The environmental impact of cheap bananas

Why are bananas so cheap? In what ways is the banana a cultural artifact? How is banana consumption in the global north linked to tropical deforestation? The focus of this interview is on the ecological impact of banana production and consumption.

On Ecology

John Soluri is an environmental historian who connects the big themes of this ubiquitous fruit—land use, plant diseases, labor, advertising, consumer preferences, and even the important role of cardboard boxes in all of this. His book, Banana Cultures: Agriculture, Consumption, and Environmental Change in Honduras and the United States (2005), won the George Perkins Marsh Prize in 2007, awarded by the American Society for Environmental History for the best book in the field.

Why are bananas so cheap?

The “cheapness” of bananas is directly linked to a system of production based on monocultures — dense plantings of a single crop. Monocultures are a way to organize plants and people for profit, not for sustenance. Big harvests of inexpensive bananas are enabled by technology, including plant breeding, fertilizers and pesticides, but also low-wage, often contracted labor in both fields and packing plants. Living in an era of biodiversity loss and mass migration from Central America, we need to ask ourselves: is the true cost of bananas reflected in their retail price?

How has consuming a banana in the global north affected the banana-producing regions of Central America?

Eating bananas—lots of them!—in wealthy nations has had an astonishing array of ecological impacts on banana-growing countries for more than a century: deforestation, soil and water contamination, and the spread of plant pathogens. Pesticide exposures have damaged the health of workers and others. These problems in turn have given rise to social movements led by workers, farmers, students, and others calling for environmental justice.

138,910 acres
In Guatemala, by 1950 the company cultivated 138,910 acres and owned or leased three million acres, 85 percent of the land suitable for banana cultivation in the country.1

What kind of biological organism is a banana plant? And in what ways is this plant a cultural artifact?

People often think of bananas as a “natural” food. Bananas are tropical plants that evolved independent of humans. But people have been cultivating bananas for thousands of years! So what most consumers recognize today as an appealing “banana” is the result of human cultures. The genetics and aesthetics of export bananas are very much a result of corporate capitalism: they are artifacts of a system that grows plants for food and profit.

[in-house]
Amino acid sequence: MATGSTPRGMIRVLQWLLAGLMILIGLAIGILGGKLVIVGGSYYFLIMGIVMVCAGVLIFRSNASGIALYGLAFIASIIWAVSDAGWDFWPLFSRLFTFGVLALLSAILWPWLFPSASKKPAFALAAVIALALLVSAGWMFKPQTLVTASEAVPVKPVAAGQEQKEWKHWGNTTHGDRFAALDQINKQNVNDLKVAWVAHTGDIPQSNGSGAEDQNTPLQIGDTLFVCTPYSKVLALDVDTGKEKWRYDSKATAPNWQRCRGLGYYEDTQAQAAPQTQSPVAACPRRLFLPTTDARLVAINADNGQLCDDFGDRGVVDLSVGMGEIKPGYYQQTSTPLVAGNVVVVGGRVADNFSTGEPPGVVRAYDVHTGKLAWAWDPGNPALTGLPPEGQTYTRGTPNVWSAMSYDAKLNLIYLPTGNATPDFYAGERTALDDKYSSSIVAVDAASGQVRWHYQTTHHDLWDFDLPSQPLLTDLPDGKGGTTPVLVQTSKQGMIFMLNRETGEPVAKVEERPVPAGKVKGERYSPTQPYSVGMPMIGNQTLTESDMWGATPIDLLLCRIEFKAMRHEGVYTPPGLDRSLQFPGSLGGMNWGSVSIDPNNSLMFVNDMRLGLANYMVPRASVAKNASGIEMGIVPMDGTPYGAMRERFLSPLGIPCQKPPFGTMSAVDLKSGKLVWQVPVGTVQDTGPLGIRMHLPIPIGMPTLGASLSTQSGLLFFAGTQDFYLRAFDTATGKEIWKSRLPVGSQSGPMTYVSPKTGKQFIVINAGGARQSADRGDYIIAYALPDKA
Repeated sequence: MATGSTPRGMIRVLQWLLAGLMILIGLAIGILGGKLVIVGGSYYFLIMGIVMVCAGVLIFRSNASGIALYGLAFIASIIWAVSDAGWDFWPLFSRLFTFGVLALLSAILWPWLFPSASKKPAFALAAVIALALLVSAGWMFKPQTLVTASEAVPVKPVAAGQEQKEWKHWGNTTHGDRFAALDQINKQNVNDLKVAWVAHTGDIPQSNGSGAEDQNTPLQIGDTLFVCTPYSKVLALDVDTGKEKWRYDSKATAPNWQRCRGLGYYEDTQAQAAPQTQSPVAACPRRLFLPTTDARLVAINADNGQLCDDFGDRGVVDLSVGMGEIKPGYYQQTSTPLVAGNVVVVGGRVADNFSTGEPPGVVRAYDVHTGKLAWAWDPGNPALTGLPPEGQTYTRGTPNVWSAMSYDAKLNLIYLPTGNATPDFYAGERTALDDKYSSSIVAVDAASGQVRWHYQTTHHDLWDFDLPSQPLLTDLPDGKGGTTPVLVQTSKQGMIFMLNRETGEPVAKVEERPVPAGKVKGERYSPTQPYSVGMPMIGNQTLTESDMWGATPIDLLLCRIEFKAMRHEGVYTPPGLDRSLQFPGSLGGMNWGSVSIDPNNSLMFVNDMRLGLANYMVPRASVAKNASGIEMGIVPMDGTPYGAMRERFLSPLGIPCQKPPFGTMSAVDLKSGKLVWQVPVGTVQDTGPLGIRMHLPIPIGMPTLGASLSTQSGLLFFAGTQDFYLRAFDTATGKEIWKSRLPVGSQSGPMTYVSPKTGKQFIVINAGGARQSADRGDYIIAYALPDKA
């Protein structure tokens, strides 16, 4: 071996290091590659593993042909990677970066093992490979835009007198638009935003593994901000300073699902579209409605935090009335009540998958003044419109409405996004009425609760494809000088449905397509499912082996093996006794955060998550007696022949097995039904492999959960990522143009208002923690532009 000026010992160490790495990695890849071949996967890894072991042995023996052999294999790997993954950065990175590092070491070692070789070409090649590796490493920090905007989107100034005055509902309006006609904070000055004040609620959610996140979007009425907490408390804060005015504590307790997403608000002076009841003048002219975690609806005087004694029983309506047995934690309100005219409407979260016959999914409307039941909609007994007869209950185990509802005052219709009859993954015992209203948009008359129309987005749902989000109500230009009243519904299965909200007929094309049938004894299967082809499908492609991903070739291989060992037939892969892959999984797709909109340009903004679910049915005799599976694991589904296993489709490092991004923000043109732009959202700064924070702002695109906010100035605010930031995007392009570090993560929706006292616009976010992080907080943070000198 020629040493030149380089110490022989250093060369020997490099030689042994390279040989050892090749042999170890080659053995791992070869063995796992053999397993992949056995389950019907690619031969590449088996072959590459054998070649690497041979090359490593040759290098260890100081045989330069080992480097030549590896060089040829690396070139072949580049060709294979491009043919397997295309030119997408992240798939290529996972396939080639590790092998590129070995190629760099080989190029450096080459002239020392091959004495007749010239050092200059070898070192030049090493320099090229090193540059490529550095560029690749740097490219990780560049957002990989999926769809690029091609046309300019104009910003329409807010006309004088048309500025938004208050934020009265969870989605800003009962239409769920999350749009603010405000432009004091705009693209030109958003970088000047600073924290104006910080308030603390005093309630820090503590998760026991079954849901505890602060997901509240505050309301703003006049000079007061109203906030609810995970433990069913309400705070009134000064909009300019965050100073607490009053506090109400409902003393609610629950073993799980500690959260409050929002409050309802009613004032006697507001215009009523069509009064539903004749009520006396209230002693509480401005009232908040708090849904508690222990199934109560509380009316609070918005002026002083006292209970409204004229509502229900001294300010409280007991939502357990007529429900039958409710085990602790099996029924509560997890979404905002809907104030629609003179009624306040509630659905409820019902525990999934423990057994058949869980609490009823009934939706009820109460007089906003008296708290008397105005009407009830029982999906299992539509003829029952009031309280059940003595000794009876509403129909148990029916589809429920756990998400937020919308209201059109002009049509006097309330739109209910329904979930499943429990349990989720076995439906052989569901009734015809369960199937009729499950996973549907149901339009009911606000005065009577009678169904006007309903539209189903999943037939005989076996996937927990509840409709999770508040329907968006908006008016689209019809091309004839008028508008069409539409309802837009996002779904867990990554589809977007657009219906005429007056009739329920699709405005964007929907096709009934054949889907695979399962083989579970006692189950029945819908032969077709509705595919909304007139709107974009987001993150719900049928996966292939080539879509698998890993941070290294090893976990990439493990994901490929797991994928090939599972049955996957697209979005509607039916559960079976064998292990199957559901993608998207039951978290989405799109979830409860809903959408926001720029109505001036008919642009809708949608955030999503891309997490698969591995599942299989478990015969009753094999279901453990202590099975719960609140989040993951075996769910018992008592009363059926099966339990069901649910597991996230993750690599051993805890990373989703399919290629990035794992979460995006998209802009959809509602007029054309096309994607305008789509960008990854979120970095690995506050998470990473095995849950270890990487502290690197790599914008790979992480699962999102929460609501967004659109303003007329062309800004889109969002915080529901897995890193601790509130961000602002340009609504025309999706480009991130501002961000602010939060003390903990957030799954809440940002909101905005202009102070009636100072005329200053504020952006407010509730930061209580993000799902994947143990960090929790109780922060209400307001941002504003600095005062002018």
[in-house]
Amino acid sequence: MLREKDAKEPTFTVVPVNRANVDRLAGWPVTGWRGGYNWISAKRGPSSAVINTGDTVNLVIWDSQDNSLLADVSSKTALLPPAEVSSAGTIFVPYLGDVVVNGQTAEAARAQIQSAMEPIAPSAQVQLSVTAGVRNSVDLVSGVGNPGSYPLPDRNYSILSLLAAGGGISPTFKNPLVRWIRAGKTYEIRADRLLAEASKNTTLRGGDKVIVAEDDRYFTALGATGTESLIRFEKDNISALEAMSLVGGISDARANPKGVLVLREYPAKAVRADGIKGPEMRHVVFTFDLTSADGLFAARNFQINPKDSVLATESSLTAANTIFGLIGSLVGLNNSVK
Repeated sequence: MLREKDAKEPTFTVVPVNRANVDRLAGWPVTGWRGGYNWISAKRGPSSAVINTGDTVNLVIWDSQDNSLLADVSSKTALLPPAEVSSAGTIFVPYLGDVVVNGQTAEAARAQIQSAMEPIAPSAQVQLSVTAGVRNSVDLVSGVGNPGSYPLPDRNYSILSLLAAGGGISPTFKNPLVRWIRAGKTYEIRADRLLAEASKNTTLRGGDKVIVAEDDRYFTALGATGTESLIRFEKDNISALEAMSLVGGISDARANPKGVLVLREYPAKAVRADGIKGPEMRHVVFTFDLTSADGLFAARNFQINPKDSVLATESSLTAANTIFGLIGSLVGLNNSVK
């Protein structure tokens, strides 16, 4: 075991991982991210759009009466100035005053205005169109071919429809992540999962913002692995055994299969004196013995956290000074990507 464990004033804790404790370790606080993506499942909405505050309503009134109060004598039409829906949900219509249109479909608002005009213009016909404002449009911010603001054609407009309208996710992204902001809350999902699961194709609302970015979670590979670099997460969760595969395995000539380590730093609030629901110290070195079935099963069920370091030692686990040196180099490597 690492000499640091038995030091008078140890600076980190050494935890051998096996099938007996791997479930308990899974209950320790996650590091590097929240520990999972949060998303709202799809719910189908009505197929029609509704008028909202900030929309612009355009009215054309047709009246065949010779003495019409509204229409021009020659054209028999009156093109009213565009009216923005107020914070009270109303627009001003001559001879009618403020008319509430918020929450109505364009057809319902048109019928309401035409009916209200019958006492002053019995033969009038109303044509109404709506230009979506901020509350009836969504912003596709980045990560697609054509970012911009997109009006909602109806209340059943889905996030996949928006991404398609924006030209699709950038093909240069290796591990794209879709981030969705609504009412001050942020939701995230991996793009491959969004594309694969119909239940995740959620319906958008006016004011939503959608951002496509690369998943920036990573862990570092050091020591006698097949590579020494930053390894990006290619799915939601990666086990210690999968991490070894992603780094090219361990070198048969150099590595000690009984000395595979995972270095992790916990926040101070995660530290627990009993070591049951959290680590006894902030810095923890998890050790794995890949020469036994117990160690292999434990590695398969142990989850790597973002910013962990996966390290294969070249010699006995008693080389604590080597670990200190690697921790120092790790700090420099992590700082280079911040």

Can you describe the transition of the banana from “exotic” to “commodity”?

When the United States’ economy was industrializing in the late 1800s, bananas changed from being an “exotic” tropical plant on display in botanical gardens to one of the most widely consumed fruits. By 1900, Americans ate almost as many bananas as they did apples—and this was before the rise of mass advertising! But this popularity was only possible because banana prices fell due to mass production via monocultures, low-wage labor, and subsidized access to natural resources given to the large corporations like the United Fruit Company. United Fruit enjoyed access to the best soils and irrigation waters, and also to many tax breaks. Small-scale growers or banana “start-ups” could not compete.

“Banana plants, like most crop plants, are at once biological organisms and cultural artifacts—products of both evolutionary contingencies and human agency.”

— John Soluri, Banana Cultures, 5.

Are there sustainable ways to grow and consume bananas?

The good news is that people have been growing and eating bananas sustainably for thousands of years! It is true that export bananas, like many large plantation crops, require lots of fertilizers and pesticides. Organic bananas are increasingly available. They are certainly better from an ecological viewpoint, but how much they improve the health and livelihoods of farm workers is still an open question.

The Cavendish variety makes up 20 to 25 percent of the bananas on the current global market.



  • Header Image: "Setting Toloa Flood Gates, Tela, Honduras, 1925." United Fruit Company Photograph Collection, Baker Library, Harvard Business School (UF11.063).


  1. Paul Dosal, Doing Business with the Dictators: A Political History of United Fruit in Guatemala, 1899–1944 (Wilmington, Del.: SR Books, 1993), 6.